BTW: If these underwater hotels ever come to fruition, we are rooting for the Poseidon to host to Real World 30 in the year 2020. The premise? We watch seven people, live under water, to see what happens when people stop being polite, and start getting wet.
In our fantasy program Poseidon Real World 30 is a mix of Survivor, Real World, and American Idol. Every couple of weeks the audience gets to vote one annoying cast member out of the pod and into the ocean. Then, we get to watch, on live television, as the annoying cast member is tossed through the transparent acrylic walls into the ocean and told to fend for themselves.
Make it happen Bunim-Murray.
We are glad this whole underwater hotel theme is top of mind again.
For those not content to vacation on the beach or even just off the beach, another option is on the way. We've seen too many movies featuring underwater complexes plagued by sharks and giant squid to line up for this one, but it looks like the world's first real undersea hotel is about to become a reality.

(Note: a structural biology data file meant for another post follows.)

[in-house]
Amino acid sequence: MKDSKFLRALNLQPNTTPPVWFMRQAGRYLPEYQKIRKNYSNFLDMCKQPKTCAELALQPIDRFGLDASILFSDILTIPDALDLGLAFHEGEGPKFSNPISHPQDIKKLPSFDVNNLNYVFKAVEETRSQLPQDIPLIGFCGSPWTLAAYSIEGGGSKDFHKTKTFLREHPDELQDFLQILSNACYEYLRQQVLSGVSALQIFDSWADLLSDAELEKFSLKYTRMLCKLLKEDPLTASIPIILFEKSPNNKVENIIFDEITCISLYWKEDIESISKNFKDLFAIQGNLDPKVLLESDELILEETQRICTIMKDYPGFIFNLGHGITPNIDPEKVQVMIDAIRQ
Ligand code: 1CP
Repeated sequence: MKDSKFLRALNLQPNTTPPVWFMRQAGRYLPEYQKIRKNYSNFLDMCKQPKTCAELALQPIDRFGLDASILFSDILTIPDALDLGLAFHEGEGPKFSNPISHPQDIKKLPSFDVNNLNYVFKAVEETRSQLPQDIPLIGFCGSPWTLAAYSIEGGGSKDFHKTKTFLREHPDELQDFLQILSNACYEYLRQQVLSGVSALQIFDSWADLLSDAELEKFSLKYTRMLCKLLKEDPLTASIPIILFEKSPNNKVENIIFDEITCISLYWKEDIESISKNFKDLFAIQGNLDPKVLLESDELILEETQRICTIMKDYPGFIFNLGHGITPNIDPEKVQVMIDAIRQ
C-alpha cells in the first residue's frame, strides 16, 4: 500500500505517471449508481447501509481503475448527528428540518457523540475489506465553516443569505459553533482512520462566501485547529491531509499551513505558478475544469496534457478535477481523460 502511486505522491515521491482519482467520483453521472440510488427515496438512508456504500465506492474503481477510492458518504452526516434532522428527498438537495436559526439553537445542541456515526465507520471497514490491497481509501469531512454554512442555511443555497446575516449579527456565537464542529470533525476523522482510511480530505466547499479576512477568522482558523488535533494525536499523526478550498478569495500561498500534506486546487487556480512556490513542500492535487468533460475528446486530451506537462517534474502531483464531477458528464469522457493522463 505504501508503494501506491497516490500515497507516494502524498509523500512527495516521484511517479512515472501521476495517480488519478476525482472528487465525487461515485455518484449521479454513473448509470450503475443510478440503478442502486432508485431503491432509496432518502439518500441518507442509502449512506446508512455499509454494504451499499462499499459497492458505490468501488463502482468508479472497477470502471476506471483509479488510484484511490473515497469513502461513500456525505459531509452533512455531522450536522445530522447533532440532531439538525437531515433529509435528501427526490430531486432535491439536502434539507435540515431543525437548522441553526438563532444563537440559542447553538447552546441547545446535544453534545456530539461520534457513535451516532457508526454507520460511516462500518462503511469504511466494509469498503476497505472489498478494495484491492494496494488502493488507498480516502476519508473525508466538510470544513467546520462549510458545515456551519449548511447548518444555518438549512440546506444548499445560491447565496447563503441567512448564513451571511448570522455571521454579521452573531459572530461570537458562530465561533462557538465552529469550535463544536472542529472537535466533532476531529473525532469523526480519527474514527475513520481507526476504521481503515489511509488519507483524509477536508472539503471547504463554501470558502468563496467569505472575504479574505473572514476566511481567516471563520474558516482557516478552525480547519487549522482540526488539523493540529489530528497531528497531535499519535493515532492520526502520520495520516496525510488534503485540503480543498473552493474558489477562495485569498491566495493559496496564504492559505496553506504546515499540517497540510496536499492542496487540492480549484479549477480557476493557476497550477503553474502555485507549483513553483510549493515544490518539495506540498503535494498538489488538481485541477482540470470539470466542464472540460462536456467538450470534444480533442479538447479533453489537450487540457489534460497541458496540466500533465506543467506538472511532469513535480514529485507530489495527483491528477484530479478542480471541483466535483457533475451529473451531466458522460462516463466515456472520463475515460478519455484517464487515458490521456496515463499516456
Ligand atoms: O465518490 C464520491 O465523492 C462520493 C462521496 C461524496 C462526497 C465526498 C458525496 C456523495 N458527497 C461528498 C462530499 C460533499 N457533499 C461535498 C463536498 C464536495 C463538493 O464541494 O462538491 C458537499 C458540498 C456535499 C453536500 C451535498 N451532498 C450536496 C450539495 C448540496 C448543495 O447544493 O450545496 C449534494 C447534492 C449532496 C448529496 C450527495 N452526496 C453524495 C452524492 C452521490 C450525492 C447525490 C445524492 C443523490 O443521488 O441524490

Poseidon Undersea Resort will open in early 2006 off Eleuthera Island in the Bahamas. A $40 million development by submarine expert Bruce Jones, the resort will offer 22 $1500/night rooms 50 feet under the surface of the sea. Predictably, it will be made of clear acrylic, so you can feed the tropical fish in the surrounding coral garden, and ostensibly to give you a better view of any approaching sea monsters.
Unlike other, geekier undersea destinations, the Poseidon will require no scuba diving to enter; the seafloor complex will be connected via acrylic walkways to a dive shop, swimming pool, tennis courts and cafe onshore. 22 rooms will also be available shoreside, for those who'd rather not go the Jacques Cousteau route.
Jones is going to have to move fast: A competing higher-budget and yet more sci-fi project off the coast of Dubai is also in the works. (Click here for artist's renderings.) Hydropolis Underwater Resort Hotel will cost a projected $550 million and guests will fork over $5,500 a night.
We had it all...just like Bogie and Bacall...sailing away to Key Largo.